In San Diego, there is a large refugee population, many from Eastern Africa and various Somali tribes. Many of them don’t speak English when they arrive, and though they are able to get by with help from children and neighbors, they are finding it difficult to locate medical translation services.
Women Have the Most Difficulty with Medical Translation
Though the whole refugee community struggles with finding adequate translation help, it is doubly difficult for women. One woman told the story about her immigration and first hospital experience, and it reads like a horror story. She was pregnant when she arrived in the United States, and shortly afterwards, she gave birth.
Though she was a registered nurse in her home country and was familiar with the hospital setting, she wasn’t yet familiar with the English language and had no way to communicate with the doctor. In her country, it is common for women to be circumcised, and she needed to communicate certain medical procedures that would allow her to have her baby without unnecessary pain. However, there was no professional translator available for her, and instead she was forced into a difficult and painful delivery.
In California, there is a law that prohibits neighbors and children from acting as legal translators. Instead, people need to have professional translation services for things like medical and legal translation issues. The problem with this is that there are not enough professional translators to go around, and often the women from the cultures in Eastern Africa and Somalia are uncomfortable with male translators.
Trying to Solve Translation Problems From Within
La Maestra Community Health Center is located near the Eastern African community and cultural center, and they have started to help with the translation problems by hiring and training people from the local community. Many of the community members are being trained in the clinic, so that they are able to provide translation for prescriptions and other medical papers and products.
However, many community members who are being employed for translation services are not yet able to be fully reimbursed. This is because translation alone is not able to be reimbursed; the translator needs to provide some sort of medical or legal translation help to be paid, and they aren’t always qualified to do this.
In some cases, the refugees have simply stopped going to the doctor because of all the complications and hazards involved. Some have reported that they were given the wrong medicine, were misdiagnosed, or were even given the wrong surgery, all because of translation problems. In response, many second generation refugees are beginning to enter the medical field, and they hope to one day see a change for the better.
Overseas, translation services are not as widely available as they are in the United States, particularly in some Asian countries where diversity is not very high in race or language. This can especially be a problem for students studying abroad. For this reason, one university in China has created a volunteer translation team for the school hospital to help sick students with translation issues.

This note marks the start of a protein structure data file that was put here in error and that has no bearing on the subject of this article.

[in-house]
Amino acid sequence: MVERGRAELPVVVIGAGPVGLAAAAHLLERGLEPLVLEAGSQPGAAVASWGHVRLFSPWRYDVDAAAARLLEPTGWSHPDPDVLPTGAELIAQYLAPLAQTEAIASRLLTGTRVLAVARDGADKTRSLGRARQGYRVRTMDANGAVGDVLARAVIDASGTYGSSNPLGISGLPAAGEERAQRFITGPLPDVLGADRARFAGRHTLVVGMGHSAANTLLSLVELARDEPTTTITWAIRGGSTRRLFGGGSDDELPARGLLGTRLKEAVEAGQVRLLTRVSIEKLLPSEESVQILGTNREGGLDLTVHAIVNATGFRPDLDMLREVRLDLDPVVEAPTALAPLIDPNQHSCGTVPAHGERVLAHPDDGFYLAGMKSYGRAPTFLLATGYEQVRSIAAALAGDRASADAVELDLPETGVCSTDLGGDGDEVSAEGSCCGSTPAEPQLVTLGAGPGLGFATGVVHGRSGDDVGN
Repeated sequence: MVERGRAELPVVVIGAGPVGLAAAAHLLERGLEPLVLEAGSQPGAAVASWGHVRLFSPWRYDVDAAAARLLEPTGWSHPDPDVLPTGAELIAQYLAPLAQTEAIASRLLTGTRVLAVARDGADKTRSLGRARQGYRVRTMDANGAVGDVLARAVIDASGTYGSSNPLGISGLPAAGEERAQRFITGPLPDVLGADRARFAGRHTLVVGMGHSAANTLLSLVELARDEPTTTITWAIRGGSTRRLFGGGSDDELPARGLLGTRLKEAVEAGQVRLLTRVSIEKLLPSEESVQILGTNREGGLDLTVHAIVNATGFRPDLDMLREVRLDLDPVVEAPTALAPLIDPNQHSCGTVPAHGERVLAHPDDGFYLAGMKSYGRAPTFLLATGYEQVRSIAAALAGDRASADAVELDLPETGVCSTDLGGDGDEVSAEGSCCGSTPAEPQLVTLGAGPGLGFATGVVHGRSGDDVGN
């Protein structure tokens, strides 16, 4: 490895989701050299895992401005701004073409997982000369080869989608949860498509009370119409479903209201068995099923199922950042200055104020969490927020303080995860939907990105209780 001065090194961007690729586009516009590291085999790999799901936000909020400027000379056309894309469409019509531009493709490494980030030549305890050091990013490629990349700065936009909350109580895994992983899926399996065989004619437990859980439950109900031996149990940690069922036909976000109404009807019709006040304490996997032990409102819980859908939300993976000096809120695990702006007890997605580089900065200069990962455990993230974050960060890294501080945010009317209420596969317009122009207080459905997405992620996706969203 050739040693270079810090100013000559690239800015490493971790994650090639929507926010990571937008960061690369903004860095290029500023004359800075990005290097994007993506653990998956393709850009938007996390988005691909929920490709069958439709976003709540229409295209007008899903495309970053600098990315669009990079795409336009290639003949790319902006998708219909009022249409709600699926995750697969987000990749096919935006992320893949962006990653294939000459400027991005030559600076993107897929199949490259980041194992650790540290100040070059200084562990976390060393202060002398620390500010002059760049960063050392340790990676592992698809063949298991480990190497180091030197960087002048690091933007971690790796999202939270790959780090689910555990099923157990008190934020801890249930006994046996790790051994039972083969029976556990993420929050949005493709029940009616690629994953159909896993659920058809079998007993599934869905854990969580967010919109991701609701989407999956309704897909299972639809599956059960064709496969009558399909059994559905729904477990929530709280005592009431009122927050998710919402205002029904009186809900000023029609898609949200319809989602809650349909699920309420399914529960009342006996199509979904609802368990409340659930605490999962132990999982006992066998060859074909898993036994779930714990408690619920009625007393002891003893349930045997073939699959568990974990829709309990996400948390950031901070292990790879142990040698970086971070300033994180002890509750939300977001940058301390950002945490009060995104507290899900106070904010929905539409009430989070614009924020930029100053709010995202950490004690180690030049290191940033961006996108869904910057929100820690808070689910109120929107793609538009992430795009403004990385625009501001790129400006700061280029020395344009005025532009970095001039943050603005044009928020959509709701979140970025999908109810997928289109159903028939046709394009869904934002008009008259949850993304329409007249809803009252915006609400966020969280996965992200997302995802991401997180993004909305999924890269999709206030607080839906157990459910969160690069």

320 Students Need Translation Help
At Xiamen University, there are over 320 foreign students, and only a few of them speak Chinese competently enough to get by on their own. Translation problems can usually be dealt with, but when it comes to medical emergencies or sick students, the problems are not as easily resolved. Most of the doctors and nurses in the school hospital don’t speak English, and they can’t provide the necessary Chinese translation.
To solve the problems, a group of students on campus have formed a volunteer translation team to specifically help the campus hospital speak with foreign students. They don’t quite offer professional translation, but they do have enough English to provide the much needed services and make interaction between foreign students and the medical staff easier.
About a hundred students make up the volunteer translation group, and more are joining. Two student translators are on duty every day during the hospital hours.
Source: Whats on Xiamen
Though it has been a long time coming, the Jamaican people now have a Bible that has been translated into their own creole language, which was first created by West African slaves. The decision to provide translation services for the language has been highly debated for years and is still a touchy subject for some. However, many also herald the new translation as a huge success for the people of Jamaica and for the country.
Jamaican Patois Is Somewhat Controversial
The language of the former British colony is officially English, but a majority of the people still speak the creole language. Some eventually speak traditional English over the English-West African dialect, but it’s not uncommon for people in Jamaica to go their whole lives only speaking the patois. At first, the thought of providing professional translation for the Bible into Jamaican patois shocked and offended many people.
This is because there has been a lot of shame associated with the language because people have related it to social deprivation and illiteracy. However, Hubert Devonish, a linguist and coordinator of the Jamaican language unit at the University of the West Indies says that the Bible translation will hopefully help the state accept that Jamaican creole is a legitimate language that deserves recognition.